General Motors Eliminates Buick LaCrosse and Most Other Sedans

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By Car Brand Experts

General Motors has revealed plans to shut down operations at five manufacturing plants in North America after 2019 as part of its extensive cost-cutting initiative, including the Detroit-Hamtramck plant where the Buick LaCrosse sedan is currently produced.

Among the casualties are a longstanding Canadian plant and four U.S. facilities, consisting of two assembly and two powertrain plants. Globally, 14,000 jobs will be axed, including 3,000 in the U.S., as an insufficient number of employees accepted the buyout offers extended to 18,000 salaried North American staff members earlier this month.

Models nearing the end of their lifecycle, like the Cadillac XTS, are being discontinued, along with less popular vehicles such as the Buick LaCrosse, which has struggled to surpass 3,000 monthly sales in the U.S. since its relaunch in 2016. The LaCrosse is manufactured alongside the Cadillac CT6, Chevrolet Impala, and Chevrolet Volt at the Detroit-Hamtramck plant, all of which are also expected to be phased out.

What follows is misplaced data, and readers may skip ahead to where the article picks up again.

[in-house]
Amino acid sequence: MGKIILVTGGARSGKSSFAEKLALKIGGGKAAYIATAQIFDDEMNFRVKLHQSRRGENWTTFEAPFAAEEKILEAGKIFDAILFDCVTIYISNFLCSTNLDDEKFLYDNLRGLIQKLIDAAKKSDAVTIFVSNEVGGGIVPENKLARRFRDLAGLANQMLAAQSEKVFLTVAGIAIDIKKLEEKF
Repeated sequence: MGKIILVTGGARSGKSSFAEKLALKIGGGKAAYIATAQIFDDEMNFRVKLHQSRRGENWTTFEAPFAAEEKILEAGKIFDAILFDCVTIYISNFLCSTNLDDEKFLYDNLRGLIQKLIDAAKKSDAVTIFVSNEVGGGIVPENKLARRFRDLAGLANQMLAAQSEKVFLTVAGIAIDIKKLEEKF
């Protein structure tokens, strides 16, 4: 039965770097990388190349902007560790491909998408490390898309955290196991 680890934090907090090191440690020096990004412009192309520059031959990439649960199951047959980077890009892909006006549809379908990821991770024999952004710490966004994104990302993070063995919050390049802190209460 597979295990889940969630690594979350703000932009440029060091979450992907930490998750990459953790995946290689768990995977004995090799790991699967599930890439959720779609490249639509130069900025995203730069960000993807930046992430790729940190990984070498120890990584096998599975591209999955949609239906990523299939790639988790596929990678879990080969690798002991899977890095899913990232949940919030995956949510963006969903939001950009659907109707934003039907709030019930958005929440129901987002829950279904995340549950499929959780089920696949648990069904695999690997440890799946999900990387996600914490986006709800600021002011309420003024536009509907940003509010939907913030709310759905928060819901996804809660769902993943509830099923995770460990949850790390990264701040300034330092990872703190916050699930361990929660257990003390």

GM’s aim is to reduce expenses in order to allocate resources to critical future technologies like electric powertrains and autonomous driving, areas where GM holds a competitive edge.

“GM has recently focused on advanced, highly efficient vehicle platforms, particularly in trucks, crossovers, and SUVs,” the company stated. “GM’s future investments will prioritize next-generation battery-electric platforms. With an optimized current vehicle lineup, more than 75 percent of GM’s global sales are expected to come from five vehicle platforms by the early 2020s.”

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